NEW service specifications for the delivery of radiotherapy services published by NHS England have been welcomed by IPEM.
The aims of the new specifications are to improve access to modern, advanced and innovative radiotherapy techniques.
This will see 11 Radiotherapy Operational Delivery Networks being established across England in 2019 to coordinate the development and improvement of radiotherapy services. This comes on top of the pledge made in the NHS Long Term Plan to complete the £130m upgrade or replacement of older radiotherapy machines with modern, cutting edge technology, enabling more patients to benefit from advanced radiotherapy treatments.
The specifications were informed by a detailed consultation process, which IPEM responded to. The Institute’s response highlighted concerns regarding the proposed centralisation of radiotherapy services that could lead to workforce challenges and healthcare inequalities.
Professor Mark Tooley, IPEM’s President, said: ‘We are pleased that NHS England has responded positively to these concerns. The proposals no longer require the centralisation of services for the less common cancers but instead promote collaboration and partnership working within Networks. This approach presents opportunities for joint, multi-disciplinary team working, standardisation of best practice and clinical protocols with the intent to increase equipment utilisation, as well as participation in research and clinical trials.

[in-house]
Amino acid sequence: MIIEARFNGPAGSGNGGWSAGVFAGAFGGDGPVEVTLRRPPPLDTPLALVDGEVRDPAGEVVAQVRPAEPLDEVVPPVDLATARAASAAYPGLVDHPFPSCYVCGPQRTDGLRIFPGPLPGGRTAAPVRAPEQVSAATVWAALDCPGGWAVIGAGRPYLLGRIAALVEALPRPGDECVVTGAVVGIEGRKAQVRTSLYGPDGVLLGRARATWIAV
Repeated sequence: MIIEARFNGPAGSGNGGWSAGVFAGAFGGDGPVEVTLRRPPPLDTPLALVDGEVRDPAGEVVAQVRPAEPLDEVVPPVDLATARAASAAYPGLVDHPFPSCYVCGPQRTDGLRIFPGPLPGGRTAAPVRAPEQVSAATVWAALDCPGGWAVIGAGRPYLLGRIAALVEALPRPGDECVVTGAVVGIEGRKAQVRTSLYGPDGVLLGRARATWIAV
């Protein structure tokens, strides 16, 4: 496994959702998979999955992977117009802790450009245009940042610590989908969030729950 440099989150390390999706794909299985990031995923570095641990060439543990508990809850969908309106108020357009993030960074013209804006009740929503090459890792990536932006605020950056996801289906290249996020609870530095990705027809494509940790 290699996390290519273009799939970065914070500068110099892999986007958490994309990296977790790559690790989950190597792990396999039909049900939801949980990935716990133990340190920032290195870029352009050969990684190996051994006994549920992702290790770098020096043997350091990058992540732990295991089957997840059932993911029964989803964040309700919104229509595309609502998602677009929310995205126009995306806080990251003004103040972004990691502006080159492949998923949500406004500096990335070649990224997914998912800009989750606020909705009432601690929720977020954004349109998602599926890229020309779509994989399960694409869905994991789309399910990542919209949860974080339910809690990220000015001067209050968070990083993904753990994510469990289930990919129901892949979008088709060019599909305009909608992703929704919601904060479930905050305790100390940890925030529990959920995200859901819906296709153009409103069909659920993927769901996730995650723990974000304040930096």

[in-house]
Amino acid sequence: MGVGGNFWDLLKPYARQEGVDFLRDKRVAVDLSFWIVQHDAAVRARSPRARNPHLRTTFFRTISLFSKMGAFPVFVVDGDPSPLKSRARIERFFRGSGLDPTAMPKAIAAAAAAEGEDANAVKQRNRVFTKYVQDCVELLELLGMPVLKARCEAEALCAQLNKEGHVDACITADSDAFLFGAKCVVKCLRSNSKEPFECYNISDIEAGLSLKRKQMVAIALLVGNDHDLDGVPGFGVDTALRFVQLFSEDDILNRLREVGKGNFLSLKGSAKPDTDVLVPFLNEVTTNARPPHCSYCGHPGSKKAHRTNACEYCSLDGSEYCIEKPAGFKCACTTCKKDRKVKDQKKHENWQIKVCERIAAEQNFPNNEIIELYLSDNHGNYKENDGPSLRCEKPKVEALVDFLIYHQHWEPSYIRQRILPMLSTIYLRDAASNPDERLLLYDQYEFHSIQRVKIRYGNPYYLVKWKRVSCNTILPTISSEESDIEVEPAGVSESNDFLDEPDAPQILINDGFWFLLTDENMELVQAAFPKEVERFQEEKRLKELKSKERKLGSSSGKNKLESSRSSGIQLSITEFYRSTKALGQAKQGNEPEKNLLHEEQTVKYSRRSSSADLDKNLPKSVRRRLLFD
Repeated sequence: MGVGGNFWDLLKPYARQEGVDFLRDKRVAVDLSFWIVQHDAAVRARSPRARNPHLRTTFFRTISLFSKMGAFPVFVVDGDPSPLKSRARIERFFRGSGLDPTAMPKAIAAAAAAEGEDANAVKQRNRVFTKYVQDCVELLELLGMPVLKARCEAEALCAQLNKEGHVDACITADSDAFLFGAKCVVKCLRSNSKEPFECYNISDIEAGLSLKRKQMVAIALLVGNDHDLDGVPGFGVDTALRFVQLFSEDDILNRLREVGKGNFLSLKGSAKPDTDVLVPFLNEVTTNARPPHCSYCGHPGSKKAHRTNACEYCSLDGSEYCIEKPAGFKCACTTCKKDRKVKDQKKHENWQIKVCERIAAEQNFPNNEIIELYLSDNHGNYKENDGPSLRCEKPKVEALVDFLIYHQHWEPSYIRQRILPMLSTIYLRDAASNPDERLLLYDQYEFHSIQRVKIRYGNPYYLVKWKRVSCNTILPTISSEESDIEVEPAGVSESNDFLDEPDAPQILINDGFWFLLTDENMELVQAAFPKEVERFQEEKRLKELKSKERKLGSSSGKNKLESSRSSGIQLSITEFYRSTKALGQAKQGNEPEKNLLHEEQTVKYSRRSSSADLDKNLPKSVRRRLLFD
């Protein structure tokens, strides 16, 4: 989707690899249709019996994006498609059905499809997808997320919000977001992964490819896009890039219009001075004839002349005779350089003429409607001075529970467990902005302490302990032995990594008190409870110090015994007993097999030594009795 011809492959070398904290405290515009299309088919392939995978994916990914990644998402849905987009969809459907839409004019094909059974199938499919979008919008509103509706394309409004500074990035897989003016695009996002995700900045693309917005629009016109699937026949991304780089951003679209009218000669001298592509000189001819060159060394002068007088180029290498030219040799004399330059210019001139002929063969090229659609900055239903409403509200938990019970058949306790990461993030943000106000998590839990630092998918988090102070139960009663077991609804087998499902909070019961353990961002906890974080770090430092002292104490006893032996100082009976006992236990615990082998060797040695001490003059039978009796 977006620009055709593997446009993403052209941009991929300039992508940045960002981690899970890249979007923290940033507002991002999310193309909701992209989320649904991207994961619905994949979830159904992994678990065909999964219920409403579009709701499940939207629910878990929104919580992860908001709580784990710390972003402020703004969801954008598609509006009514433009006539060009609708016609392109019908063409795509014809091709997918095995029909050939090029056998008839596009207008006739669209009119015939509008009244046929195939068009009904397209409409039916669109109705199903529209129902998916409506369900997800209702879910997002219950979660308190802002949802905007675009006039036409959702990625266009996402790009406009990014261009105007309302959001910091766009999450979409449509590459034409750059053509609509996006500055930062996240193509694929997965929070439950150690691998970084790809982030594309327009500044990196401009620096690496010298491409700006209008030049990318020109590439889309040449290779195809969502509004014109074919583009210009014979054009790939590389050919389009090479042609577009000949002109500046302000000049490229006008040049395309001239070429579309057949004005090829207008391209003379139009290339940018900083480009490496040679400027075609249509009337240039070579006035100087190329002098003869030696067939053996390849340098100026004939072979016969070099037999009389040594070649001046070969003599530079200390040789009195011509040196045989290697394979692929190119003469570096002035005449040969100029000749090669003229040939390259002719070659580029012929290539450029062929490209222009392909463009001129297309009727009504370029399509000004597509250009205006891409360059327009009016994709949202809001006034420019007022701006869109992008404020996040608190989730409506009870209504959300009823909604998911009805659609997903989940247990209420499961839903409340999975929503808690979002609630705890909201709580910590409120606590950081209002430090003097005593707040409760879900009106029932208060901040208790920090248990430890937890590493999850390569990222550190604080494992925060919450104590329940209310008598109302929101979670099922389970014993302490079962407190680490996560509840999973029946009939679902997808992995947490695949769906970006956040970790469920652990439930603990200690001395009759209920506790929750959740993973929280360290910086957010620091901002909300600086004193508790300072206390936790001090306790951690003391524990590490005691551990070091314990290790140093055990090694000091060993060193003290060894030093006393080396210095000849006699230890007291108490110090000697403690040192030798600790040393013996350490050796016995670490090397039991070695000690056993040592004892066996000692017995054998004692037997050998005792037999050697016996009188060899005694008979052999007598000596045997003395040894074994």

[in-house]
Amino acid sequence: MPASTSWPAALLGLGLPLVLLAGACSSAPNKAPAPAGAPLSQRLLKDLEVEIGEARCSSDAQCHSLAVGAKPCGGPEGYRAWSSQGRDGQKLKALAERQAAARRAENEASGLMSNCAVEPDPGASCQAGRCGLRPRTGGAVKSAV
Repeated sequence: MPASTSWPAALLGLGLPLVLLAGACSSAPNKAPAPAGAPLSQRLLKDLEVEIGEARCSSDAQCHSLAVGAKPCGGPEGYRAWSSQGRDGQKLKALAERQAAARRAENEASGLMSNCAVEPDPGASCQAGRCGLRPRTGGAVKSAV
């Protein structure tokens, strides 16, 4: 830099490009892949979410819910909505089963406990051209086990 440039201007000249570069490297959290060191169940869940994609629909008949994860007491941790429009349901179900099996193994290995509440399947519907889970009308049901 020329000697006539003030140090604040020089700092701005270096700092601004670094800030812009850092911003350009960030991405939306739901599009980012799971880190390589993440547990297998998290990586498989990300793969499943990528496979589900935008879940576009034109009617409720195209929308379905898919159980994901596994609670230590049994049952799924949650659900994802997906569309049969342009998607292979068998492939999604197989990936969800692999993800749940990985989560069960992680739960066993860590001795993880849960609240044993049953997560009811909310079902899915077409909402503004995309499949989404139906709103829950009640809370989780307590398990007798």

‘As noted in the Institute’s response to the NHS Long Term Plan, the NHS depends on its people. IPEM’s Workforce Intelligence Unit has identified significant workforce challenges for the provision of radiotherapy services, with large vacancy rates for Clinical Scientists, clinical technologists and engineers who support and deliver the services. Although the aims of the Operational Delivery Networks for radiotherapy services are to provide greater workforce resilience and sustainability, workforce planning for medical physics and bioengineering staff has to remain a focus. Capacity for national training programmes for healthcare scientists must be expanded. There are also opportunities for expanding the roles of medical physics professionals within the multi-disciplinary team.
‘The new Networks will also need further investment to develop, particularly with regard to IT infrastructure, to enable efficient partnership working. We are pleased that NHS England is committed to supporting Networks to achieve this.’
The Radiotherapy Board, made up of IPEM, the Royal College of Radiologists and the Society and College of Radiographers, also issued a statement about the new service specifications, which you can read here.
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